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Shabbat Parashat Pinchas| 5770

Parashat Hashavuah: Zealotry (Almost Always) Means Destruction

Harav Yosef Carmel

Our parasha begins with a description of the reward Pinchas received for his zealotry. It is important to internalize Pinchas’ uniqueness and realize that the special covenant of peace that he received and the ten miracles that helped him were given specifically to a person of his rare qualities.

The only person who seems to have been able to use Pinchas’ approach of zealotry is Eliyahu. This similarity may be behind the opinion among our Rabbis that Eliyahu and Pinchas are one and the same person (see Rashbam, Bava Batra 122b, among others). The Rabbis instituted this week’s haftara to be the one dealing with Hashem’s instructions to Eliyahu to give over the mantle of prophetic leadership to Elisha. (The parasha also discusses the mandate to pass leadership from Moshe to Yehoshua.) What is the idea behind the choice of this haftara?

The section begins with the apparent victory of Eliyahu. He proved to the people that “Hashem is the Lord,” avenging the murder of true prophets by killing the prophets of the Ba’al, enabling Bnei Yisrael to regain the blessing of rain, and even restoring a degree of normalcy in his relationship with the king (see Melachim I, 18:46), but Queen Jez

ebel swore to kill him in revenge (ibid. 19:2). Eliyahu, on one hand, despaired and, on the other, referred to his eagerness to be brave and zealous in his service of Hashem.

Hashem gave Eliyahu three instructions to accomplish before completing his role as the generation’s prophet/ religious leader. One was to anoint Chazael as king over Aram; the second was to anoint Yehu ben Nimshi as king over Israel; and the third was to appoint Elisha ben Shafat as the next prophet. However, the prophecy continued that these three would have a joint role: to kill off hordes of people from the nation, so that after they were done, only 7,000 people would be left (ibid.:15-18). In other words, the nation as it was known would all but cease to exist, leaving only a cadre of especially righteous people.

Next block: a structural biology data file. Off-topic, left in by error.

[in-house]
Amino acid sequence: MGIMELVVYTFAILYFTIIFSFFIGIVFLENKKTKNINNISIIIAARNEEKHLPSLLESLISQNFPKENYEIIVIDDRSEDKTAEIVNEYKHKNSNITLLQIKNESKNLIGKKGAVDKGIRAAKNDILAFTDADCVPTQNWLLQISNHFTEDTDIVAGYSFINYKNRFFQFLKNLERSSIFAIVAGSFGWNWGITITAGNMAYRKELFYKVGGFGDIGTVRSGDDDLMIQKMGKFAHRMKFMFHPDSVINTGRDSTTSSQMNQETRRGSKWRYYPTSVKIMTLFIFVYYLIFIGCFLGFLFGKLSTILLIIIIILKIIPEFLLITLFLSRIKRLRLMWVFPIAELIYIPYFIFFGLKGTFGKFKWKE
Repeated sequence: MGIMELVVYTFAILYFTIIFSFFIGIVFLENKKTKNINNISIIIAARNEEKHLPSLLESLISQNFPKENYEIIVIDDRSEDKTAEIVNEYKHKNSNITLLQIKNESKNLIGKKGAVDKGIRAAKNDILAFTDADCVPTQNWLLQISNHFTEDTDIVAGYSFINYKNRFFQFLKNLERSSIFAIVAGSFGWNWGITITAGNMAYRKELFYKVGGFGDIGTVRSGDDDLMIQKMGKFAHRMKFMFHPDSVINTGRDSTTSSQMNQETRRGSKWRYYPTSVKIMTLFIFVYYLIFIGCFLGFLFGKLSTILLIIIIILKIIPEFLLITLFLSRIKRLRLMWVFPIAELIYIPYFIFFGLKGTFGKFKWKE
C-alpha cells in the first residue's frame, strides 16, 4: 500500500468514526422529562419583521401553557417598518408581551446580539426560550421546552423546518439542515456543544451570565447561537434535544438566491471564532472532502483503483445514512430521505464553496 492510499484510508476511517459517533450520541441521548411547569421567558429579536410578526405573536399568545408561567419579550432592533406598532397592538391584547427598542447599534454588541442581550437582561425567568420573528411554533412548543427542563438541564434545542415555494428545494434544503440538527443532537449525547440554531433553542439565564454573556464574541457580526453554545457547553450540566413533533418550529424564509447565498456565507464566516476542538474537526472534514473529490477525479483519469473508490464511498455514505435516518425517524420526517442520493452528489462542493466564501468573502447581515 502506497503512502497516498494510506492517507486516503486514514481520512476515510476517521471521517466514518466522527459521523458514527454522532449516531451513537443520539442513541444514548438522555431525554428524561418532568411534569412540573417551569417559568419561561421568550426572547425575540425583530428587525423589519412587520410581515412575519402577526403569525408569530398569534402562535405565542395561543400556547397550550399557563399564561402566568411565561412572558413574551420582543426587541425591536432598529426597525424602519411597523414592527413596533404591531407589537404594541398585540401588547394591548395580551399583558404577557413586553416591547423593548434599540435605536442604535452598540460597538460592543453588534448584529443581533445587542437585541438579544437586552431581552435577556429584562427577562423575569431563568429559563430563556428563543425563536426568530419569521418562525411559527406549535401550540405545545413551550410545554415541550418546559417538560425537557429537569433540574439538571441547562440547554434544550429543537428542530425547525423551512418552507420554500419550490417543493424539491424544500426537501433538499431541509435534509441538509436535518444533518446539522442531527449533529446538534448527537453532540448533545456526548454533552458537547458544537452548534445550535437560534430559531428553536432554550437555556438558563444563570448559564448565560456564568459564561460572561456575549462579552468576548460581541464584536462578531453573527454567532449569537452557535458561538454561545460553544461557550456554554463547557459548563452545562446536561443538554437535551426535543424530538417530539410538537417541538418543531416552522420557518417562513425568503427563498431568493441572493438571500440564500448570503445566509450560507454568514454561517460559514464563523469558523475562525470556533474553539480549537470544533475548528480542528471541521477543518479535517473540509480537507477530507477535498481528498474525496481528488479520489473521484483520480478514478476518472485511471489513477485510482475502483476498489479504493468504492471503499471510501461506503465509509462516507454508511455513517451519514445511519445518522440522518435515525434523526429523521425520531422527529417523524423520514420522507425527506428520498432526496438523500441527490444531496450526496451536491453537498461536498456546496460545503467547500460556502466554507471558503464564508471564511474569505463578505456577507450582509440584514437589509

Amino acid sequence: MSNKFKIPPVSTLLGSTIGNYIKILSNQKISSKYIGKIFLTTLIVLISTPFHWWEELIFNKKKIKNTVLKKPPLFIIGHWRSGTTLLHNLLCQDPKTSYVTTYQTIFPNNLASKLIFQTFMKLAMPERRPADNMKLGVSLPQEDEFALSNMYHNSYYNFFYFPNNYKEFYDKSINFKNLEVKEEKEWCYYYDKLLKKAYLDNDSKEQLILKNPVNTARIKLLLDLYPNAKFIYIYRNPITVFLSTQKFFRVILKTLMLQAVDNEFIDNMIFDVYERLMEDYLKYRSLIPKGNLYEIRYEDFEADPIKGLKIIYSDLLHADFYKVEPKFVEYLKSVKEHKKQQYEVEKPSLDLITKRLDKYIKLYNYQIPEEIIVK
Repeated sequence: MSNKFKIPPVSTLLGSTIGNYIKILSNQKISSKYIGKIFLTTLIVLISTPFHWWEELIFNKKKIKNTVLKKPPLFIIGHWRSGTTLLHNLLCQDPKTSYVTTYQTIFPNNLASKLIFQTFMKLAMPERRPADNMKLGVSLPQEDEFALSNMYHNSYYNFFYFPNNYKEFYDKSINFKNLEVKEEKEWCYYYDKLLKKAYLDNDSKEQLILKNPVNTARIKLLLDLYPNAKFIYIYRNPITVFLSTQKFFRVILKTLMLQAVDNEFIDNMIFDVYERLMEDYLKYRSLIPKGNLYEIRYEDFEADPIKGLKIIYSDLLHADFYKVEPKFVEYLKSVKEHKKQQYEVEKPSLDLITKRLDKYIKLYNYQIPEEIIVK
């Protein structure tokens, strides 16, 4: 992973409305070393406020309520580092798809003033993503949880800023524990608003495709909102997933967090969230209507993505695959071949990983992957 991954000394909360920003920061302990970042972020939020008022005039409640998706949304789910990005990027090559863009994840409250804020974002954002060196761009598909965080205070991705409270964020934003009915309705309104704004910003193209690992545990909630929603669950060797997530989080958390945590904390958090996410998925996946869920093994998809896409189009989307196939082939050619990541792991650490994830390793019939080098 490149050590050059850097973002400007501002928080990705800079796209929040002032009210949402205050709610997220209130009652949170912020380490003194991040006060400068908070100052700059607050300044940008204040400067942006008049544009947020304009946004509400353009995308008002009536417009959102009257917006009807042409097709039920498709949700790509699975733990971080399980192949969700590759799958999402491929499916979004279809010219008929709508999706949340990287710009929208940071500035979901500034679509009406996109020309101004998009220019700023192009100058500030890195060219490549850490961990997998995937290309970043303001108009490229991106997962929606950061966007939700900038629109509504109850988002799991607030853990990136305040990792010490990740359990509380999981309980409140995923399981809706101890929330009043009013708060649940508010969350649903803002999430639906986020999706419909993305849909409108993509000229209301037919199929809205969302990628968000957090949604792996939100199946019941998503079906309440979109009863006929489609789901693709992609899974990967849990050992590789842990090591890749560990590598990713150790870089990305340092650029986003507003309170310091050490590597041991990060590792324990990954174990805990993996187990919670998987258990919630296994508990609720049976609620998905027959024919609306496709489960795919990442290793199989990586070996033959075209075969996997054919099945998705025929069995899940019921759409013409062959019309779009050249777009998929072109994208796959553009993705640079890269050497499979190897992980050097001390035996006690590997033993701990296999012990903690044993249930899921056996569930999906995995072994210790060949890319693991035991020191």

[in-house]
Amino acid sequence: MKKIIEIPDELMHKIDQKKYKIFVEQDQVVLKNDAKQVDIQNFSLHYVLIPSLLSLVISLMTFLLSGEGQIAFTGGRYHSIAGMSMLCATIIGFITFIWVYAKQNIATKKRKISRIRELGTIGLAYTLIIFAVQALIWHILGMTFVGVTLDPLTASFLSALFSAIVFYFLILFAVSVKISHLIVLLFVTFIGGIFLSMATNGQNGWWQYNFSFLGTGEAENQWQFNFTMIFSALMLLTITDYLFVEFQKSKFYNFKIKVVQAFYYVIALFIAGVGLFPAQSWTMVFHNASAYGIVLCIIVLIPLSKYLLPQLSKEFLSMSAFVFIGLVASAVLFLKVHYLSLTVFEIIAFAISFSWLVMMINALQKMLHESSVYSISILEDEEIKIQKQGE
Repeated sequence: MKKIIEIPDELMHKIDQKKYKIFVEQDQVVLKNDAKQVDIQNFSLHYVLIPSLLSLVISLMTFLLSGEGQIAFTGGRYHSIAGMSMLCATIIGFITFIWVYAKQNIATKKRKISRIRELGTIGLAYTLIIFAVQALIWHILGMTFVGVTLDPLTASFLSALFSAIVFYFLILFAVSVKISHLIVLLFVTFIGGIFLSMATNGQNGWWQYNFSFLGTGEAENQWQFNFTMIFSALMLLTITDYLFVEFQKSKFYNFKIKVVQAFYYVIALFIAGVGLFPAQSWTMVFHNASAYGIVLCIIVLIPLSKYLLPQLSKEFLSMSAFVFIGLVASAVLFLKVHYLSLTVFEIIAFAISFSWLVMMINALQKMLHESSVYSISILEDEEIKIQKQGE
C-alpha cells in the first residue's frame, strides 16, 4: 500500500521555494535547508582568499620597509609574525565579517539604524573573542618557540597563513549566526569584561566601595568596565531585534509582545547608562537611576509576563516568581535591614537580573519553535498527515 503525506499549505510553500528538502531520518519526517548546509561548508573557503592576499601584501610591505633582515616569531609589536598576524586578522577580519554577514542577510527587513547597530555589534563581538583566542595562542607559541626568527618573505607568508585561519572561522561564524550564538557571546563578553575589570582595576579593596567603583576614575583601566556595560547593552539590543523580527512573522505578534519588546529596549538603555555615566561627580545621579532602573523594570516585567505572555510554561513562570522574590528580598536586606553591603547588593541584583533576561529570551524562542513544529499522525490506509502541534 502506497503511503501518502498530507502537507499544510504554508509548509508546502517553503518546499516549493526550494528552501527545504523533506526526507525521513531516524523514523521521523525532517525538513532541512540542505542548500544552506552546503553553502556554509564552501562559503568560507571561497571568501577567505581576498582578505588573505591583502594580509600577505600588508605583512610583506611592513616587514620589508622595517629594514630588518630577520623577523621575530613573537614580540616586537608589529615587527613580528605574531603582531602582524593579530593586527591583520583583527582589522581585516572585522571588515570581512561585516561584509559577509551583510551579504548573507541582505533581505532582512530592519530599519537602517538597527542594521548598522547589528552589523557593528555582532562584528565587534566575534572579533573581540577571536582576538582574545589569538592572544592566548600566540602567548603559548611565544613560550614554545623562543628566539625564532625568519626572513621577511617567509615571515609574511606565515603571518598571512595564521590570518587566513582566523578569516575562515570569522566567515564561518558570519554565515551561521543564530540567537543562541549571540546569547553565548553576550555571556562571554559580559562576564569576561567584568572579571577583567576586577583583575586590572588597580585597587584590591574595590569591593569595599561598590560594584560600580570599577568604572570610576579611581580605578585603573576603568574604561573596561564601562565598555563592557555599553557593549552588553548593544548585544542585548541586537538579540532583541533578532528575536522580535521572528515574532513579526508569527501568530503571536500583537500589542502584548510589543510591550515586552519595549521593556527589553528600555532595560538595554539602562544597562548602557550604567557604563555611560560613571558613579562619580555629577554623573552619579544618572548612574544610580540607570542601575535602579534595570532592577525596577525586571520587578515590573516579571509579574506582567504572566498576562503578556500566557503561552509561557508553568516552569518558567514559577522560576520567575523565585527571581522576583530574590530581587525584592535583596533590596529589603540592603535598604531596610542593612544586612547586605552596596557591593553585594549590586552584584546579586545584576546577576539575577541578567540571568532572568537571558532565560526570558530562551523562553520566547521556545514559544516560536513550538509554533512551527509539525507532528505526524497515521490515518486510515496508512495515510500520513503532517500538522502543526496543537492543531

Scripture does not state explicitly how Eliyahu reacted to these instructions. However, by seeing the aftermath, especially in regard to Elisha, and by using some common sense, we can figure out what happened. Hashem’s instructions shocked Eliyahu into a realization that zealotry could be extremely dangerous, as few people can live up fully to the moral challenges that are thrust upon them. As a result, Eliyahu regretted the extent to which he had embraced zealotry. His close disciple and spiritual inheritor, Elisha, showed that it was possible to bring the people to a significant level of repentance by employing a pleasant demeanor and uniting the hearts of the sons and their fathers. This may be symbolized by Elisha’s request, which concludes the haftara. Before accompanying Eliyahu, he asked permission to go kiss his mother and father. Indeed the approach of hugs and kisses was taking the place of zealotry. This is an important message to internalize in all generations.

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Dedication

In memory of

The Rishon Letzion

Rav Mordechai Eliyahu ztvk”l

 

This week’s Hemdat Yamim is dedicated in loving memory of
R' Meir ben
Yechezkel Shraga Brachfeld
o.b.m 

Hemdat Yamim is endowed by
Les & Ethel Sutker of Chicago, Illinois in loving memory of
Max and Mary Sutker and
Louis and Lillian Klein, z”l.

Dedicated in memory of
Mina Presser bat

Harav David and Bina

on the occasion of her yahrzeit, 24 Tammuz
and members of her family who perished in the shoah
Al Kiddush Hashem
 
 

 

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